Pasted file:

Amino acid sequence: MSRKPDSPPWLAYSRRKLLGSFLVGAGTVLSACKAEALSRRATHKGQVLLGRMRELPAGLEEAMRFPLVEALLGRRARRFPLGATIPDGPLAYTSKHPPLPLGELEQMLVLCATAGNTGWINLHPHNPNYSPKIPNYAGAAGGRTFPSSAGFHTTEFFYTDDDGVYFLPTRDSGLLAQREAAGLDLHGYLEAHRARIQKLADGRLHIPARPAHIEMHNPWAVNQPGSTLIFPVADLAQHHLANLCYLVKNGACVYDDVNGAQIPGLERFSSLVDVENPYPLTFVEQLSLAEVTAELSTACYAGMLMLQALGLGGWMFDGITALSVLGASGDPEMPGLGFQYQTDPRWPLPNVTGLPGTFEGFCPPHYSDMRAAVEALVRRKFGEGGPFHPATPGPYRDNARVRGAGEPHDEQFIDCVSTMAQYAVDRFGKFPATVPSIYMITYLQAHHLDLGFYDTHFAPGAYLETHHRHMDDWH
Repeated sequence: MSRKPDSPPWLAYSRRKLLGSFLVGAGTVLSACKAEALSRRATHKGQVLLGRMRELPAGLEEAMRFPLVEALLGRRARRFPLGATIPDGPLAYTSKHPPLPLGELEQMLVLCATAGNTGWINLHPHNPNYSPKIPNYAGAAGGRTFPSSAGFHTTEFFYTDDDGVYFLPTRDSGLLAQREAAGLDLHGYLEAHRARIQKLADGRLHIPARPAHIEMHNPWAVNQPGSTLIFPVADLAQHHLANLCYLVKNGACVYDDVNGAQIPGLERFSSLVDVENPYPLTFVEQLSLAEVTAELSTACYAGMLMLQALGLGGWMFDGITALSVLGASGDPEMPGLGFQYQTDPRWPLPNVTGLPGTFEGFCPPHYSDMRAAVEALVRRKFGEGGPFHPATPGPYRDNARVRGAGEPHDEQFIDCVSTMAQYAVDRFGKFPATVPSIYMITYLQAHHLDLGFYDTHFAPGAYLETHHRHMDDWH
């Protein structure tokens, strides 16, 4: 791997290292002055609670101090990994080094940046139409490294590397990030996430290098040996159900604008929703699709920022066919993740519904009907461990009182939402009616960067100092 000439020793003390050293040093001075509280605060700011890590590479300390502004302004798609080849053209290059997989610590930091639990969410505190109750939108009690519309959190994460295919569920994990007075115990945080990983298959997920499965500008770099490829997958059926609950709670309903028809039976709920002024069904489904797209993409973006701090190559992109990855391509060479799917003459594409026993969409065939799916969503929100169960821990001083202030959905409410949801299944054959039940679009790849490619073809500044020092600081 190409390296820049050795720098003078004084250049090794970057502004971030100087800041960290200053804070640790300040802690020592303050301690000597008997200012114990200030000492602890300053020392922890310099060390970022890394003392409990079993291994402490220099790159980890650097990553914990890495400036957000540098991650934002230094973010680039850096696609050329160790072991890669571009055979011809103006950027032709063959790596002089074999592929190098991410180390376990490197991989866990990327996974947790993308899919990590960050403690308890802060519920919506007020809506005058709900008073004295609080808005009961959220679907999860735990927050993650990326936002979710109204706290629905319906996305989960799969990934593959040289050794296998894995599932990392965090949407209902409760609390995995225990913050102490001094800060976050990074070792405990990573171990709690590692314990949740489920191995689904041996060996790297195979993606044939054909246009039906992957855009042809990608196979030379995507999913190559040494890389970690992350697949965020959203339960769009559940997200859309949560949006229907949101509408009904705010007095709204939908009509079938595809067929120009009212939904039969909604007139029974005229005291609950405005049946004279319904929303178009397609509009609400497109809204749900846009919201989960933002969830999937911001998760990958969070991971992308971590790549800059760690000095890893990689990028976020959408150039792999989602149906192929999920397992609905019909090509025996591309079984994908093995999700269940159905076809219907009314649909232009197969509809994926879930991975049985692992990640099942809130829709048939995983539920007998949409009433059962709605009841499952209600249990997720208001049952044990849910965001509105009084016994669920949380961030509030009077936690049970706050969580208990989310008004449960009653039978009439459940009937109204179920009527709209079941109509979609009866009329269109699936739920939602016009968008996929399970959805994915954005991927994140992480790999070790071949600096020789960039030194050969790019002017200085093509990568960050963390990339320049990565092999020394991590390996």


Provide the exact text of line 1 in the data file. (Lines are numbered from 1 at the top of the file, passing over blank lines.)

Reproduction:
Amino acid sequence: MSRKPDSPPWLAYSRRKLLGSFLVGAGTVLSACKAEALSRRATHKGQVLLGRMRELPAGLEEAMRFPLVEALLGRRARRFPLGATIPDGPLAYTSKHPPLPLGELEQMLVLCATAGNTGWINLHPHNPNYSPKIPNYAGAAGGRTFPSSAGFHTTEFFYTDDDGVYFLPTRDSGLLAQREAAGLDLHGYLEAHRARIQKLADGRLHIPARPAHIEMHNPWAVNQPGSTLIFPVADLAQHHLANLCYLVKNGACVYDDVNGAQIPGLERFSSLVDVENPYPLTFVEQLSLAEVTAELSTACYAGMLMLQALGLGGWMFDGITALSVLGASGDPEMPGLGFQYQTDPRWPLPNVTGLPGTFEGFCPPHYSDMRAAVEALVRRKFGEGGPFHPATPGPYRDNARVRGAGEPHDEQFIDCVSTMAQYAVDRFGKFPATVPSIYMITYLQAHHLDLGFYDTHFAPGAYLETHHRHMDDWH